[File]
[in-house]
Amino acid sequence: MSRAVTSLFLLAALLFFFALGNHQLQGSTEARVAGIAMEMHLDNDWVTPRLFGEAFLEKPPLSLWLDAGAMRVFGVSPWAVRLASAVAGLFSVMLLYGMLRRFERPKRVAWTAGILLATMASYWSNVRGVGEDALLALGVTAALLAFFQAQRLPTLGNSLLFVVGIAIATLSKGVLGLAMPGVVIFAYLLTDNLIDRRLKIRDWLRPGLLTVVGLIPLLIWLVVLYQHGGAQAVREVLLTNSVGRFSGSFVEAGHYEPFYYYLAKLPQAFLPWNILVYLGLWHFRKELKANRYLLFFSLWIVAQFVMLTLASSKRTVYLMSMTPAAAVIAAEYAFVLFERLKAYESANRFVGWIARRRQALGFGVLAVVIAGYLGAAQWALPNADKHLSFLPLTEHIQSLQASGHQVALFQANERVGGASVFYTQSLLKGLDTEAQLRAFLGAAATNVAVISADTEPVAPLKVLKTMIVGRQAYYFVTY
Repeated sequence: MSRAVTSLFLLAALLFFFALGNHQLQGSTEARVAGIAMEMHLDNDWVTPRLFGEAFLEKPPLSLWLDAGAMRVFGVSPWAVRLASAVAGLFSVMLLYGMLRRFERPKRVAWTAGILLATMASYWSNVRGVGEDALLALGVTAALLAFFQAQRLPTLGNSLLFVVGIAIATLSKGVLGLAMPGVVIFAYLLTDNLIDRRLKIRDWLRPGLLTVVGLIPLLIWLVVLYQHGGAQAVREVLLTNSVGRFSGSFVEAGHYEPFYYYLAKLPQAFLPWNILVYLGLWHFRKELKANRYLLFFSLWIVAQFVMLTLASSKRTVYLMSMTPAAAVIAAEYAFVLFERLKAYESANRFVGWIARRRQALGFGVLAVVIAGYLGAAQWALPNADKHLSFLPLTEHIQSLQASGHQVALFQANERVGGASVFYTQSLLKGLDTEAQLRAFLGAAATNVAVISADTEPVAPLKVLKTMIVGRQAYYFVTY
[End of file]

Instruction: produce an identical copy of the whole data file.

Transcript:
[in-house]
Amino acid sequence: MSRAVTSLFLLAALLFFFALGNHQLQGSTEARVAGIAMEMHLDNDWVTPRLFGEAFLEKPPLSLWLDAGAMRVFGVSPWAVRLASAVAGLFSVMLLYGMLRRFERPKRVAWTAGILLATMASYWSNVRGVGEDALLALGVTAALLAFFQAQRLPTLGNSLLFVVGIAIATLSKGVLGLAMPGVVIFAYLLTDNLIDRRLKIRDWLRPGLLTVVGLIPLLIWLVVLYQHGGAQAVREVLLTNSVGRFSGSFVEAGHYEPFYYYLAKLPQAFLPWNILVYLGLWHFRKELKANRYLLFFSLWIVAQFVMLTLASSKRTVYLMSMTPAAAVIAAEYAFVLFERLKAYESANRFVGWIARRRQALGFGVLAVVIAGYLGAAQWALPNADKHLSFLPLTEHIQSLQASGHQVALFQANERVGGASVFYTQSLLKGLDTEAQLRAFLGAAATNVAVISADTEPVAPLKVLKTMIVGRQAYYFVTY
Repeated sequence: MSRAVTSLFLLAALLFFFALGNHQLQGSTEARVAGIAMEMHLDNDWVTPRLFGEAFLEKPPLSLWLDAGAMRVFGVSPWAVRLASAVAGLFSVMLLYGMLRRFERPKRVAWTAGILLATMASYWSNVRGVGEDALLALGVTAALLAFFQAQRLPTLGNSLLFVVGIAIATLSKGVLGLAMPGVVIFAYLLTDNLIDRRLKIRDWLRPGLLTVVGLIPLLIWLVVLYQHGGAQAVREVLLTNSVGRFSGSFVEAGHYEPFYYYLAKLPQAFLPWNILVYLGLWHFRKELKANRYLLFFSLWIVAQFVMLTLASSKRTVYLMSMTPAAAVIAAEYAFVLFERLKAYESANRFVGWIARRRQALGFGVLAVVIAGYLGAAQWALPNADKHLSFLPLTEHIQSLQASGHQVALFQANERVGGASVFYTQSLLKGLDTEAQLRAFLGAAATNVAVISADTEPVAPLKVLKTMIVGRQAYYFVTY